To increase take-up of benefits, employers need to identify the methods and frequencies that resonate with each group. Also keep all communications simple, concise and easily digestible.


Sykes ensures staff connect with right incentives

Segmentation is key to the recognition and incentive programme launched by Sykes Global Services in May.

The call centre services fi rm’s programme, SykesPride, was designed to improve recognition among its 650 Edinburgh-based staff through a range of award schemes. These include key performance indicator (KPI) awards for staff who hit their assigned KPIs, ad-hoc awards for those who go the extra mile in their role, and long-service awards.

A dedicated IT platform, provided with the programme package from AYMTM, enables managers to set targets and monitor employees’ progress, thanks to the segmentation process AYMTM undertook with Sykes at the outset.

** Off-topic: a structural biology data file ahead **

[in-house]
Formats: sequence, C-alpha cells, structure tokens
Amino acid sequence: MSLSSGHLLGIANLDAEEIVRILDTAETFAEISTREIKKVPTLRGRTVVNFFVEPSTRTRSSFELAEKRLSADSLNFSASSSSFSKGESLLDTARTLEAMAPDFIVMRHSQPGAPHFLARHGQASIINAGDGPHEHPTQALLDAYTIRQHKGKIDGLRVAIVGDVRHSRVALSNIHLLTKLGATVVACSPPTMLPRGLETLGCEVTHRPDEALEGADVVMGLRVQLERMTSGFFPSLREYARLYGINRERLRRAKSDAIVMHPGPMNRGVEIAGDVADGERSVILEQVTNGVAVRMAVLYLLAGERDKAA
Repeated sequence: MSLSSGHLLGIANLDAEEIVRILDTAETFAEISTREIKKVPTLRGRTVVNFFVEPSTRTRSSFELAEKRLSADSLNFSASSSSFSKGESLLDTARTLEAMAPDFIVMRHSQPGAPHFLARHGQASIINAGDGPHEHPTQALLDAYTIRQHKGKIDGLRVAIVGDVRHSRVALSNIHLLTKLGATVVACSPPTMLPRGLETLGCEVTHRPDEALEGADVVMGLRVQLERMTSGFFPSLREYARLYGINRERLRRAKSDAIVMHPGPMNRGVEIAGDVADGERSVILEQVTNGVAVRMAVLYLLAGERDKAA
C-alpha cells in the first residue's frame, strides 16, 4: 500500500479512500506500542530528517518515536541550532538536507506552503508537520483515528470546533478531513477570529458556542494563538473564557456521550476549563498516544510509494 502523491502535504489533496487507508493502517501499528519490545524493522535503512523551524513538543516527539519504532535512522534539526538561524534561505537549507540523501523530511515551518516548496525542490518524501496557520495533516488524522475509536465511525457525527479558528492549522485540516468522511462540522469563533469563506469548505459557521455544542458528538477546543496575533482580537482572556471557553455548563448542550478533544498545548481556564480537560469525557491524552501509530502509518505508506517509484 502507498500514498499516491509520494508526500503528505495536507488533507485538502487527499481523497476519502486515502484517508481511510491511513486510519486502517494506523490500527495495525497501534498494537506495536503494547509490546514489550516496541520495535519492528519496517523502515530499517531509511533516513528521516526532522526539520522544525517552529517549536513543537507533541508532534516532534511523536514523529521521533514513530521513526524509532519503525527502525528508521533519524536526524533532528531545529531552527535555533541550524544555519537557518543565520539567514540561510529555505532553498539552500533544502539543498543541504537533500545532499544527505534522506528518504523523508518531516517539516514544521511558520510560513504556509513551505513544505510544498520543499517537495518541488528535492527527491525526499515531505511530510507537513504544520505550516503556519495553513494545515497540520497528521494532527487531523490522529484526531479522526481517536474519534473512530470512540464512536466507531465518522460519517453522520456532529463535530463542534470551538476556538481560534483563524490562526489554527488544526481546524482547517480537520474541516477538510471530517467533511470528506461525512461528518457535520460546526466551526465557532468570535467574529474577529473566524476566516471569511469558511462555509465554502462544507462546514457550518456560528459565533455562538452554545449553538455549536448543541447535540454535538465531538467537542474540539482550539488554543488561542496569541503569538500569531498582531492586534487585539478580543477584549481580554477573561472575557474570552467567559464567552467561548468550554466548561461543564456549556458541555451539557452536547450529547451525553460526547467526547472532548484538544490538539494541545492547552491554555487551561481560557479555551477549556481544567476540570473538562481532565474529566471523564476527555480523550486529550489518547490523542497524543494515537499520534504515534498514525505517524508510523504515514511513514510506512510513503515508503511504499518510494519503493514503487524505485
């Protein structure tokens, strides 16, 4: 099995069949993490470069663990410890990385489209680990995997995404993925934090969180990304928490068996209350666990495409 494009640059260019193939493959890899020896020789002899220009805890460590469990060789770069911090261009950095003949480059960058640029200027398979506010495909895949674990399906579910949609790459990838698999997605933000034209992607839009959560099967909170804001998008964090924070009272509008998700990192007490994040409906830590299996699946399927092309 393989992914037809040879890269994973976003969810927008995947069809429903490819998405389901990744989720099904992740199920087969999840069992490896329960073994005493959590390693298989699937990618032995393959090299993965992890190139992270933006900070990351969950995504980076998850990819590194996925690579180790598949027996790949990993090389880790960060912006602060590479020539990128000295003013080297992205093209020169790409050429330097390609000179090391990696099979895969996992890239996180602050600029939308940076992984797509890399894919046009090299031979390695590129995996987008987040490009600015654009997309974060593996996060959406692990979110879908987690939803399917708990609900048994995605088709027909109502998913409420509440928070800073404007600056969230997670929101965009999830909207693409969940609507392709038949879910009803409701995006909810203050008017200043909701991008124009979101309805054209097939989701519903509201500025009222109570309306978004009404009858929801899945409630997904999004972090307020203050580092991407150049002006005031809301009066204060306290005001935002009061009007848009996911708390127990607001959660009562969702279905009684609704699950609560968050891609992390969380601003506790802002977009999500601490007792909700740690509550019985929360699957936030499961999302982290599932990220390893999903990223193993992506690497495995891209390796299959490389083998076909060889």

Alice Wilson, operational business support manager, Western Europe, Middle East and Africa at Sykes, says: “It was segmented on the level of the person, approval authority and department. There is a wide range of KPIs, which are department specific. For example, the KPI requirements for an inbound team are diff erent from those for a technical support team.

“Administration and support staff are awarded for going the extra mile and taking on extra responsibilities (fire wardens, for example) while inbound call-focused staff have activity-driven KPIs.

“Managers can view and approve the awards, nominations and corresponding data that are relevant to their team and their specific roles, preventing employees being bombarded with irrelevant information.

This enables staff and managers to understand the core values, business objectives and their own performance against targets.”